I’m working on my 2014 reading list! Since the release of my book Families of Two over a decade ago, I have talked with thousands of childfree people. I have also talked with many others who are in the midst of the parenthood decision, and those who are childless – those who want children but do not have them. The reasons they are childless are many, from infertility to not having a partner to co-parent. Whatever the reason, being childless can bring great pain. This is where Jody Day’s book, Rockin the Life Unexpected: 12 Weeks to Your Plan B for a Meaningful and Fulfilling Life Without Children, comes in.
First I want to say that I am already a big fan of Jody’s. Like I do, she sees how there are a number of ways the childfree can childless can connect. I looked forward to reading her book, which I knew included her personal story of childlessness. Her book tells this story and much more.
She shares how she went from unexplained infertility to “watching <her and her husband’s> business, home and marriage be consumed by his addiction” to “bizarre decisions” she made over the next few years” to out of the “tunnel of denial at 43 ½.”
Her journey also led to her create Gateway Women, culminated in Rockin the Life Unexpected and started her on the road to becoming a psychotherapist.
Written in lovely conversational style, you feel like you are sitting with a wise friend who has gone through what you are going through. As a childless reader, it feels like she is gently nudging you towards the next step in your own process. She mixes her experience with insightful exercises at the end of each chapter – that are not to be skipped!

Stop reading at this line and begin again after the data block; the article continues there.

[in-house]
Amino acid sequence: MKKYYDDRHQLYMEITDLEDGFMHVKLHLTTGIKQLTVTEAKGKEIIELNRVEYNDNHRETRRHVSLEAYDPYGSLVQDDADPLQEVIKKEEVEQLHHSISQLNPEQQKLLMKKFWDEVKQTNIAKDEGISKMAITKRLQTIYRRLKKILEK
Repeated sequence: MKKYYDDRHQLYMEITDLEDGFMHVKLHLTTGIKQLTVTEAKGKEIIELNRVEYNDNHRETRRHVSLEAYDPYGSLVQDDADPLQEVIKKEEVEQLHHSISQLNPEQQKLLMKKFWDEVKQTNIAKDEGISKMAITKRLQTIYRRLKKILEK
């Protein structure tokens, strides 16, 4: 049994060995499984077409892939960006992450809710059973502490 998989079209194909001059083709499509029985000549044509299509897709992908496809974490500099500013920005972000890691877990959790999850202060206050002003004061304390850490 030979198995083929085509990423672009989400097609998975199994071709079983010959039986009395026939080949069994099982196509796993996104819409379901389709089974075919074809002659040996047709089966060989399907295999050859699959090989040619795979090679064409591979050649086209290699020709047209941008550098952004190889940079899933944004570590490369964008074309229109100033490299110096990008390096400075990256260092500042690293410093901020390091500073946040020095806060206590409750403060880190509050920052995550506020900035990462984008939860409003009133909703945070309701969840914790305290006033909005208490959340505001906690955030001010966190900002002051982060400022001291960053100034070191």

Early on Jody takes us through how accepting childlessness is a special kind of grief, and wisely applies Elisabeth Kubler-Ross’ Grief Model to the childless acceptance process.
She guides readers through 12 steps to “involuntary childlessness recovery.” Some relate to things the childfree experience, including “being the odd one out” and how to “liberate oneself from the opinions of others.” Those opinions rest in pronatalist assumptions, like revering biological children, and judgments related to not being able to have your “own” children. The childfree and the childless also share dealing with the myths that without children, we will be lonely and alone when old, and lack a real legacy in life.
Like the childfree do, Jody discusses how being childless is a also way of “unplugging from the power of patriarchy” and pronatalist thinking when women “don’t need to be wife or mother to be happy.”
She goes into why losing the potential identity of mother can be hard to cope with from an ego identity perspective, and gives tools to help the childless reclaim their power and identity – without having motherhood having to be at the center of either.
As part of this process, Jody examines how creativity is one of the roots of recovery. Giving birth is a creative act, yes, and is one of the many ways to give birth to something. She gives readers great tools to explore this for themselves. I love how her journey and the process of how she came out the other side of it gave birth to this book!
I also applaud how Jody explores why women can be so obsessed with having a child. I go into this in The Baby Matrix from a sociological, cultural and social perspective; Jody comes at it from the inside out.
She helps readers put down the “unholy trinity of guilt, shame and blame” and figure out how to live out other dreams” they have to find fulfillment in their lives.
The 12 steps inspire rich self-examination to help you define what purpose and meaning mean to you – which is something we all should do whether we end up parents or not.
As a childfree person, Rockin the Life Unexpected deepened my understanding of the childless journey. It is a wonderful addition to books that, as she puts it, are helping to finish the “work of the sexual revolution” by making parents and non-parents, “equally of value in our culture.”